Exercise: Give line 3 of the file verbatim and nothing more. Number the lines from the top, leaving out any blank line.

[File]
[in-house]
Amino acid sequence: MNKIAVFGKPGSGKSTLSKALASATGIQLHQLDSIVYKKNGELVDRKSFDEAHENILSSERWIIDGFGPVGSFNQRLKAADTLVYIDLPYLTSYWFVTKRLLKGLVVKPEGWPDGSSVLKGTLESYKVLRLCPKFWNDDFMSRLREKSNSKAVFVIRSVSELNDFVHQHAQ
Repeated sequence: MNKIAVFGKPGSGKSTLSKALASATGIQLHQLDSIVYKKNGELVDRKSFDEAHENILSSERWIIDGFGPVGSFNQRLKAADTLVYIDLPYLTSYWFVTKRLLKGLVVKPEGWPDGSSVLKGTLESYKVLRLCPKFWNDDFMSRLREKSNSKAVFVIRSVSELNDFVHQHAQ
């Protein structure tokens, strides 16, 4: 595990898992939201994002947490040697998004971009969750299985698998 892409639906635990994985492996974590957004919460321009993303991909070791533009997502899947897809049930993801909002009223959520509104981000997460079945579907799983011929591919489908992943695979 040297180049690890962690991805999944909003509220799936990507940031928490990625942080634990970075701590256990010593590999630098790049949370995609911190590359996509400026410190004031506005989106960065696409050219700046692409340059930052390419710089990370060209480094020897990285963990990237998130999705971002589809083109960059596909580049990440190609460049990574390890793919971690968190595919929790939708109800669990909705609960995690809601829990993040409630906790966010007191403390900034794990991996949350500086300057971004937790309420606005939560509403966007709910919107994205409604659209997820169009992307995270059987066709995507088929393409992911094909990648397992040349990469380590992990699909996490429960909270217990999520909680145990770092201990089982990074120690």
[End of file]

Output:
Repeated sequence: MNKIAVFGKPGSGKSTLSKALASATGIQLHQLDSIVYKKNGELVDRKSFDEAHENILSSERWIIDGFGPVGSFNQRLKAADTLVYIDLPYLTSYWFVTKRLLKGLVVKPEGWPDGSSVLKGTLESYKVLRLCPKFWNDDFMSRLREKSNSKAVFVIRSVSELNDFVHQHAQ